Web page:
Years ago, a group of scientists concluded that people once dependent on alcohol could resume drinking without falling back into addiction. Investigative reporters, however, uncovered contrary evidence from patients who had been involved in the study. Those “cured” alcoholics who started drinking again were having extremely difficult problems. Some had even committed suicide. Apparently those scientists, whom you would expect to be trustworthy, were not reliable after all.
Religious leaders, like scientists, should always be above false claims. But Jeremiah reported evidence to the contrary. He showed that the priests, prophets, and preachers of his day were not speaking the truth (6:13). They told the people what they wanted to hear (v.14). The people didn’t want to learn about judgment, repentance, and their own lack of godliness. They eagerly accepted the message of hope and peace even though it was a pack of lies.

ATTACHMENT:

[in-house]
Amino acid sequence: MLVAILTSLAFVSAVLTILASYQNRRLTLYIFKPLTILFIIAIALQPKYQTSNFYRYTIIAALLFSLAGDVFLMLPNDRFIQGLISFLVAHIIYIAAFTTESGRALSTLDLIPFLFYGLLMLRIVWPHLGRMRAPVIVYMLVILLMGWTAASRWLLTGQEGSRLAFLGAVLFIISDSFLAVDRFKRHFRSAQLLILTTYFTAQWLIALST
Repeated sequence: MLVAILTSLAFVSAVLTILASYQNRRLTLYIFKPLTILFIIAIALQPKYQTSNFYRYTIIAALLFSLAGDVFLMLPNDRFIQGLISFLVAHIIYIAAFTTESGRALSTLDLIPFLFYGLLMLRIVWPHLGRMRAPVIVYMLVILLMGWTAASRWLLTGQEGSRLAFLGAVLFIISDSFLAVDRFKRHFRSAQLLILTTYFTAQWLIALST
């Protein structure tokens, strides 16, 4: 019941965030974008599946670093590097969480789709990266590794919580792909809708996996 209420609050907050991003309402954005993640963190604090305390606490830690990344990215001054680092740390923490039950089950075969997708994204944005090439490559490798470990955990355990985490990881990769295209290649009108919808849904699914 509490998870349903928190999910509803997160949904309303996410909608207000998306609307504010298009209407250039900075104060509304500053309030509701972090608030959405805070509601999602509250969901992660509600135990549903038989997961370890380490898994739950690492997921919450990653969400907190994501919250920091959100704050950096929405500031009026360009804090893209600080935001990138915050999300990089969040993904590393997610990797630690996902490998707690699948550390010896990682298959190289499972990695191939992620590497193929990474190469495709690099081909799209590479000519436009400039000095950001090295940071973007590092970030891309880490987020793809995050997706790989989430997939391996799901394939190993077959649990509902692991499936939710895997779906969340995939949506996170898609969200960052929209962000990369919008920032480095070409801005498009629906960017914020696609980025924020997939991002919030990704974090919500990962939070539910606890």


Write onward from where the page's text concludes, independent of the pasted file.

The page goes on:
What about us? Do we listen only to those voices that tell us what we want to hear? Do we assume that all preachers tell the truth? Let’s make sure that we judge their message by the truths of the Bible. The Holy Spirit and the Word will alert us to false claims.
If "blind lead the blind," they shall both go astray
And land in the pit of despair;
So don't be deceived as you travel life's road—
False teachers abound everywhere. —DJD
If you know the truth, you can discern what's false.